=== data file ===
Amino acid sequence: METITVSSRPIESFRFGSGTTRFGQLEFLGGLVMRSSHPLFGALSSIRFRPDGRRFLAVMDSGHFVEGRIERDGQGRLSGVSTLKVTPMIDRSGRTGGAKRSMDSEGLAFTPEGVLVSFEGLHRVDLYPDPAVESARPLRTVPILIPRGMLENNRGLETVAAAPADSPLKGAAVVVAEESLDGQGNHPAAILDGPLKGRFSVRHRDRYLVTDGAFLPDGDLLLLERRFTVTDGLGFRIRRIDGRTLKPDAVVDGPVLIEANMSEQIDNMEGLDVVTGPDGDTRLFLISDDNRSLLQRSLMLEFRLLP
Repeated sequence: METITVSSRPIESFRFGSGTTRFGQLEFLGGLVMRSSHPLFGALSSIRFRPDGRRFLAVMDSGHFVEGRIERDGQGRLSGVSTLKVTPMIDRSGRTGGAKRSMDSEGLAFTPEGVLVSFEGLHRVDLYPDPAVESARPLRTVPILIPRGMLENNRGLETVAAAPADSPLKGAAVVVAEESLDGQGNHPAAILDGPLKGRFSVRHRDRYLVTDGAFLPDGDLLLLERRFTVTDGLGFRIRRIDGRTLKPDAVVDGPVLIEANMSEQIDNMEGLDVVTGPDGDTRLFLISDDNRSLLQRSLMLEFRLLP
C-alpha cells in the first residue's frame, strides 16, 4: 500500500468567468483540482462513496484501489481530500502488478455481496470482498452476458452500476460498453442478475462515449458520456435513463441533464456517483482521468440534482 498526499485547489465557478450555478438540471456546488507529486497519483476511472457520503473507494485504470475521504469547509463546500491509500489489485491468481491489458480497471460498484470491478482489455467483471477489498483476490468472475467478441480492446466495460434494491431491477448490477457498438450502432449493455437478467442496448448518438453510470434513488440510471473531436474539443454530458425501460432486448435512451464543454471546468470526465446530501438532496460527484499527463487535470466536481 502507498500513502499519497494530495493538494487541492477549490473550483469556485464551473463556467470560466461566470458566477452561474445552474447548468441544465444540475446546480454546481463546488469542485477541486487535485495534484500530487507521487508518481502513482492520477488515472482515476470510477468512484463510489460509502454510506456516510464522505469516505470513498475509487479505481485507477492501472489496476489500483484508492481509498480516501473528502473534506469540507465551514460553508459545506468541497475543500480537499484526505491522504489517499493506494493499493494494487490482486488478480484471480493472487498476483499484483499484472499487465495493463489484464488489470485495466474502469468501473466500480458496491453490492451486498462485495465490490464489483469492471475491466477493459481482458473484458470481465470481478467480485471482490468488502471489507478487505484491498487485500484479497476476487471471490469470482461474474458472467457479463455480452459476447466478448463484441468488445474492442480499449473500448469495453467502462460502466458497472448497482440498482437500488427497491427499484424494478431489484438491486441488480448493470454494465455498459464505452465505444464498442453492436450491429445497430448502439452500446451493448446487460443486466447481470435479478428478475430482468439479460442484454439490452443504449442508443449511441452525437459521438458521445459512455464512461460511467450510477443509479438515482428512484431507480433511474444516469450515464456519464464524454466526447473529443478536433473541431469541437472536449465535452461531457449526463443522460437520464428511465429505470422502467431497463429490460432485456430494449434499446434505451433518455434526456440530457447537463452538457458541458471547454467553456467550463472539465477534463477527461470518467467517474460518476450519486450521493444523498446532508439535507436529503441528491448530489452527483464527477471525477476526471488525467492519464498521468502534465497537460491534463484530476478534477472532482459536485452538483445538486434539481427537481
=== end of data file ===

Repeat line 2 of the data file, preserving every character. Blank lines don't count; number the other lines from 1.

Repeated sequence: METITVSSRPIESFRFGSGTTRFGQLEFLGGLVMRSSHPLFGALSSIRFRPDGRRFLAVMDSGHFVEGRIERDGQGRLSGVSTLKVTPMIDRSGRTGGAKRSMDSEGLAFTPEGVLVSFEGLHRVDLYPDPAVESARPLRTVPILIPRGMLENNRGLETVAAAPADSPLKGAAVVVAEESLDGQGNHPAAILDGPLKGRFSVRHRDRYLVTDGAFLPDGDLLLLERRFTVTDGLGFRIRRIDGRTLKPDAVVDGPVLIEANMSEQIDNMEGLDVVTGPDGDTRLFLISDDNRSLLQRSLMLEFRLLP